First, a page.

The isolating layer can be fixedly connected with the guiding walls and form for example as an eloxal layer applied on the guiding walls.
On the other hand, the isolating layer can be formed as an envelope which is a separate structural element. Such envelope can be composed of rubber or synthetic plastic material. It can be tubular or hose-shaped and having a cross-section corresponding to the cross-section of the commutator brush.
The novel features which are considered as characteristic for the invention are set forth in particular in the appended claims. The invention itself, however, both as to its construction and its method of operation, together with additional objects and advantages thereof, will be best understood from the following description of specific embodiments when read in connection with the accompanying drawings.
FIG. 1 is a view showing a partial longitudinal section of an electric small size motor in accordance with the present invention for driving a blower;
FIG. 2 is a view showing a section taken along the line II--II in FIG. 1;
FIG. 3 is a view showing a section corresponding to the view of FIG. 2 but in accordance with another embodiment of the invention;
FIG. 4 is a view showing a section corresponding to the view of FIG. 2 but showing a further embodiment of the present invention; and
FIG. 5 is a section corresponding to the view of FIG. 2 but showing still a further embodiment of the present invention.
An electric drive motor is identified as a whole in FIG. 1 with reference numeral 10. It serves for driving a blower wheel 12 which is a part of a not shown cooling device for an internal combustion engine of a motor vehicle. The electric drive motor has a cup-shaped housing 14 with an opening 16 which is closed by a bearing shield 18. The bearing shield 18 is a part of the housing of the motor.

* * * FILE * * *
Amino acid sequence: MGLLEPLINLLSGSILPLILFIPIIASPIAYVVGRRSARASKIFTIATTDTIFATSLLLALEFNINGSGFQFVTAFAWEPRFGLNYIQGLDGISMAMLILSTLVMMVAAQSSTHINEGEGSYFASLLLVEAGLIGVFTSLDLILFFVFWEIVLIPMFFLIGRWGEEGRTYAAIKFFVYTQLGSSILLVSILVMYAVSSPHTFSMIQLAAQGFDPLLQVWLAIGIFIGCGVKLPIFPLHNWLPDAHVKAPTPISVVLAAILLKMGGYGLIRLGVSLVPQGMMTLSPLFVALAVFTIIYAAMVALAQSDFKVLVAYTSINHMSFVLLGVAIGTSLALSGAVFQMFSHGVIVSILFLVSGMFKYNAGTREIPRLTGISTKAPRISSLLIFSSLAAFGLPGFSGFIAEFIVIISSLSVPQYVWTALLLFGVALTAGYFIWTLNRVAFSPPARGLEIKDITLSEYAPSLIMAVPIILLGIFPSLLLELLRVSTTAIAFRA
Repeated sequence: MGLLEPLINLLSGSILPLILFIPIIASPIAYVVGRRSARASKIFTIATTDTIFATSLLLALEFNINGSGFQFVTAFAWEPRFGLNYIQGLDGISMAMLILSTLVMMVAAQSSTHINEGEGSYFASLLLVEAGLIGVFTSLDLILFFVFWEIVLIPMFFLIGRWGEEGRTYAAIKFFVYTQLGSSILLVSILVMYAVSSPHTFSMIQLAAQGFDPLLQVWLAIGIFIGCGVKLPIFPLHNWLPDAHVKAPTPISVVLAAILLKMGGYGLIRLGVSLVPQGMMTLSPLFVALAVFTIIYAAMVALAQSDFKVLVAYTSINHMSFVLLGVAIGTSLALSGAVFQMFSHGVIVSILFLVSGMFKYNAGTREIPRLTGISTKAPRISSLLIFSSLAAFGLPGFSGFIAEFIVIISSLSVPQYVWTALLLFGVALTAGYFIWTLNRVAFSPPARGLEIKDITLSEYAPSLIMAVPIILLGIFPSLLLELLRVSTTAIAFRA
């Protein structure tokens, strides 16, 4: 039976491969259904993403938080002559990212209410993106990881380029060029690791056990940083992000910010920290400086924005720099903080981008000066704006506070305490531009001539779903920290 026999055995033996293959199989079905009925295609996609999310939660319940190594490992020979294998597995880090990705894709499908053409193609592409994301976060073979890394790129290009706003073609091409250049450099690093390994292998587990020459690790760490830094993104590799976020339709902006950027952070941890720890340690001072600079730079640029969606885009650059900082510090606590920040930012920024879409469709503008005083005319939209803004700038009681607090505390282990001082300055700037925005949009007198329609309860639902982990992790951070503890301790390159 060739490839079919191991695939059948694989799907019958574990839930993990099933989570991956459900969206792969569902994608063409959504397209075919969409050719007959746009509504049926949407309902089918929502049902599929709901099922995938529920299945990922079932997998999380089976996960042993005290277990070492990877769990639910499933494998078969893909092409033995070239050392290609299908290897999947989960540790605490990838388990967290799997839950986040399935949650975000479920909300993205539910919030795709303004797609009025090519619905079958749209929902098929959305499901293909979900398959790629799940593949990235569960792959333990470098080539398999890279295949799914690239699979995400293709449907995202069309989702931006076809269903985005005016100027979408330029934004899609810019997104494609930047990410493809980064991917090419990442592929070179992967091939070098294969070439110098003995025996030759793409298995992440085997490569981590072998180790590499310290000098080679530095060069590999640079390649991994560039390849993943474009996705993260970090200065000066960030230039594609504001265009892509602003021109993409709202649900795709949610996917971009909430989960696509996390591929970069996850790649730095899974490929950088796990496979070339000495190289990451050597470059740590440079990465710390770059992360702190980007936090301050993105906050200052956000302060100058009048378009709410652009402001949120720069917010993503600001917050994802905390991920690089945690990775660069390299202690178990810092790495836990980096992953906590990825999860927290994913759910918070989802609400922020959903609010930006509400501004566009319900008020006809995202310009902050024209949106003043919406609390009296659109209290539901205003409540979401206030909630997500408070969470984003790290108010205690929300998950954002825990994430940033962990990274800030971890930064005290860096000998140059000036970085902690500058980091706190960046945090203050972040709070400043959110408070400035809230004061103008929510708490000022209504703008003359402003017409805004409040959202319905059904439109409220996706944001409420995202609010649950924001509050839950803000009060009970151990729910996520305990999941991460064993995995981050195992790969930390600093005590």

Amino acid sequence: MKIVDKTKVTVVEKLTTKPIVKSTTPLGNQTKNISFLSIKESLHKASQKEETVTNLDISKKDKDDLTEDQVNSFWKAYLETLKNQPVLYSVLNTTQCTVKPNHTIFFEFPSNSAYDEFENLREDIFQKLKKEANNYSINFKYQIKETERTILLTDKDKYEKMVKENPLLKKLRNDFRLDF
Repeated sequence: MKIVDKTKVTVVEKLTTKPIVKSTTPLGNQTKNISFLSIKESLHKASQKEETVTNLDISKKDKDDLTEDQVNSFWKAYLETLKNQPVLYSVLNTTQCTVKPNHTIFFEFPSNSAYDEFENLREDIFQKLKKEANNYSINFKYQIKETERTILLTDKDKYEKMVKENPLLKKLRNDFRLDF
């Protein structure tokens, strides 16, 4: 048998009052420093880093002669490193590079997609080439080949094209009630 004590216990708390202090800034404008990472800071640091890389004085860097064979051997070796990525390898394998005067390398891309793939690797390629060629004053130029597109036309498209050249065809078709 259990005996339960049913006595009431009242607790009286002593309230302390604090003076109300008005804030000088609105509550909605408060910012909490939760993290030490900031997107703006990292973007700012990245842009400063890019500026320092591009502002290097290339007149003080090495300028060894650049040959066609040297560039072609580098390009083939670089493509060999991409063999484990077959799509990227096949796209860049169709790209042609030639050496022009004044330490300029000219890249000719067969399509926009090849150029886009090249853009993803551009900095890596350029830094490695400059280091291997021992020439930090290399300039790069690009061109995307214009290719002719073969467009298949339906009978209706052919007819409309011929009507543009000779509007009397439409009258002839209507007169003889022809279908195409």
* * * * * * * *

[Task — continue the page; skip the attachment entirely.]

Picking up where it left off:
A motor armature 19 in addition to the not shown permanent magnets is accommodated in the housing 14, 18. The electrical motor 10 also has a commutating device 19 which in the shown embodiment has a collector 22 formed as a drum. Commutator brushes 24 are mounted on the outer surface of the drum collector 22 by means of pre-stressed pressing springs 26. The force of the pressing springs 26 is transferred through a lever 28 to the commutator brushes 24. The drum collector 22 is arranged on end 30 of an armature shaft. Its another not shown end is provided with the air wheel 12. Supply cables 32 extend through the bearing shield 18 and are connected to the commutator brushes 24. The bearing shield 18 is composed of a high heat conductive material.
In a first embodiment shown in FIG. 2, two projections 40 and 42 are formed on the bearing shield 18 at a distance from one another. Their surfaces which face toward one another and are spaced from one another form guiding walls 44 and 46 for the commutator brushes 24. The inner wall 48 of the bearing shield 18 also forms a guiding wall for the commutator brushes 24. A further guiding wall 50 is located opposite to the guiding wall 48 and is formed on another structural element 52 of the electric drive motor 10. The structural element is a ring-shaped plate which is fixed in the interior of the housing 14. The guiding walls 44, 46, 48 are arranged in a U-shape. This U-shape is closed with the guiding wall 50 formed on the guiding ring. Therefore, a completely peripherally enclosed guiding passage is provided and oriented radially relative to the drum collector 22.
A heat conductive isolating layer 55 coats the guiding walls 44, 46, 48, 50. The thickness of the isolating layer is selected so that a sufficient electric isolation of the commutator brushes 24 is guaranteed on the one hand and on the other hand a fast withdrawal of the heat produced on the commutator brushes 24 through the isolating layer 55 is provided. The determination of the cross-sectional size of commutator brushes 24 with respect to the cross-sectional size of the passage enclosed by the guiding walls 40, 42, 18, 52 is selected so that with the above described preferably thickness the heat conductive isolating layer 55 provides a maximum play-free sliding displacement of the commutator brushes.
In the embodiment shown in FIG. 3, the guiding walls 44 and 46 are provided on projections 140 and 142 of a structural element 152 of the motor. Similarly to the first embodiment, the guidance is also provided by the guiding walls 44, 46, 48, 50 arranged on the projections 140, and 142 and on the bearing shield 118 and the structural element 152.
In the embodiment of FIG. 4 projections 240 and 242 are arranged both on the bearing shield 218 and the structural element 252. The leg length of the projections 240 and 242 is only half length of the projections in the embodiments of FIGS. 2 and 3. The guiding walls 44, 46, 48, 50 are again formed on the facing surfaces of the projections 240 and 242 and on the bearing shield 218 and the structural element 252.